User:John Cummings

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I work for Wikimedia Sverige, helping UN agencies and other international organisations share their knowledge and content on Wikimedia. I was Wikimedian in Residence at UNESCO for six years and before that at the Natural History Musuem and Science Museum in London. I also helped organise Wikimania 2014.

I worked to advocate for free education, for policy change and to help UN agencies and other international organisations share their knowledge and content on Wikipedia.

I am a certified coach and have completed the TPC Leadership programme, accredited by ICF and EMCC. I have been a staff member for the youth leadership charity WYSE International for ten years.

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A summary of my work


A large part of my role was advocating for better public education through policy change. This involved convincing UN bodies to change their copyright policies, to stop charging for their publications and spend time and money working with Wikipedia. I designed and ran projects with UNESCO, World Health Organization, FAO, UNEP, UN Human Rights Office, UN Population Fund, UN Women, WIPO and the International Energy Agency. I worked with heads of sections and directors, UN delegations and ambassadors. I explained concepts outside their area of expertise, understood what inspired them, connected the work to their values and led them through the process of how to make the policy changes.


My work focussed on relationship building, finding shared goals between organisations and designing projects that benefitted all partners. This work involved developing proposals and running my own projects with UN agencies. I also supported many other Wikipedia staff to work with the UN through introductions, information, running events and using connections to navigate bureaucracy. I know many of the heads of publishing across the UN well.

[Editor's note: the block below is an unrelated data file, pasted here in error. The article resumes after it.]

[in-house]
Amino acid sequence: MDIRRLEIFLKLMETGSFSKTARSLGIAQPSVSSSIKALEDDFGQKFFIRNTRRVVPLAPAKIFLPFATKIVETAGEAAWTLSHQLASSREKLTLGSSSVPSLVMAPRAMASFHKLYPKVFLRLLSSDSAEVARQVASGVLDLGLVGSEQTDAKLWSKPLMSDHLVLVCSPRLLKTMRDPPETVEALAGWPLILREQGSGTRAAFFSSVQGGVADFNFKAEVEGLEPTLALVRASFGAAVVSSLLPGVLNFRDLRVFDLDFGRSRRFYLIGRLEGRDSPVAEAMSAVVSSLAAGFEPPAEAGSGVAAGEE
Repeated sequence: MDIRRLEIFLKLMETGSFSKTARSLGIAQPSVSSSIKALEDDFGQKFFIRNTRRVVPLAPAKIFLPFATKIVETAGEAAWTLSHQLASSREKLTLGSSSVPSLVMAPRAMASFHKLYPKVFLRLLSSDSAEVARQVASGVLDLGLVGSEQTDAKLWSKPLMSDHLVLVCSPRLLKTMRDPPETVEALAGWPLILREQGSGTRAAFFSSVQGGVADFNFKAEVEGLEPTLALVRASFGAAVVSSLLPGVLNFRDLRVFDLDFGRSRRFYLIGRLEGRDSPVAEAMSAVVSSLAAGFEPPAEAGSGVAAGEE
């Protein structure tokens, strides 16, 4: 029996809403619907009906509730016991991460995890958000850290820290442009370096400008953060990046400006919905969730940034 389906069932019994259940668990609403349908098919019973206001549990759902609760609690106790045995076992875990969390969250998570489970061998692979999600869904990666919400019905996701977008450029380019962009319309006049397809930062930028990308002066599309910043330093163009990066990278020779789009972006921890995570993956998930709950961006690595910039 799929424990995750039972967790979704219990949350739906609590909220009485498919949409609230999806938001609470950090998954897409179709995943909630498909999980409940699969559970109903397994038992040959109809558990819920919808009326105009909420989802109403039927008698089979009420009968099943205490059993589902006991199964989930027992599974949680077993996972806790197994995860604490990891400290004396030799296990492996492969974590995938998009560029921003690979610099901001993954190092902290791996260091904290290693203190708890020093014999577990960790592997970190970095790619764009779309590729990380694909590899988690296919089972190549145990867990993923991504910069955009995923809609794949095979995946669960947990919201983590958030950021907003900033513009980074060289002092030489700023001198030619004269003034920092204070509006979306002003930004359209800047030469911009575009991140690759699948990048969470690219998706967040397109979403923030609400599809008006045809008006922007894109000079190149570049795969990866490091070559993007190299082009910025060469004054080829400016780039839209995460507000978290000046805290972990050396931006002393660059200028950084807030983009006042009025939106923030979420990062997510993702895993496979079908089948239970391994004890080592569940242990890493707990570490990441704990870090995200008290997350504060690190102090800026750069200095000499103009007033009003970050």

Strategy and planning

I have planned most of the work Wikipedia has done with the UN, I’ve planned multi year projects with several UN agencies, convinced them to fund them and have written several formal partnership agreements. I came up with the idea of Wikipedian in Residence at UNESCO (the first Wikipedia position in an Intergovernmental Organisation) and found the funding to run the project for 6 years. My grant was the most Wikipedia community supported funding application of any project they have funded. I also wrote part of the Wikipedia 2030 strategy for partnerships.

Community organising

I have a lot of experience working with large international communities to help them solve problems. I have written much of the user documentation for Wikidata (Wikipedia’s database) through research and working with experts to explain complicated concepts and solve structural issues. I’ve been a staff member for the youth leadership charity WYSE International for 10 years, a very large international network of young people who are working towards global goals. I have produced several communication campaigns, including social media campaigns with UN agencies.

Wikipedia articles

I have written 100s of articles on a wide range of topics including developing ways to generate articles from data from reliable sources. I've written on topics including; Plants, environment, people, organisations, companies, products, animals, places and concepts.

My work in detail


Advocating for better public education through policy change

I have convinced and supported many UN agencies to release some or all of their content under an open licence, allowing everyone to use and share their content including Wikipedia. This was the first time any of these agencies had changed their copyright policies, often despite a loss of revenue and sense of loss of control of the content.

The work involved connecting people to a sense of purpose and a larger narrative around the value of public education and connecting to their values around fairness and opportunity. There was also an element of trust in my ability to help them through the process. This was done through: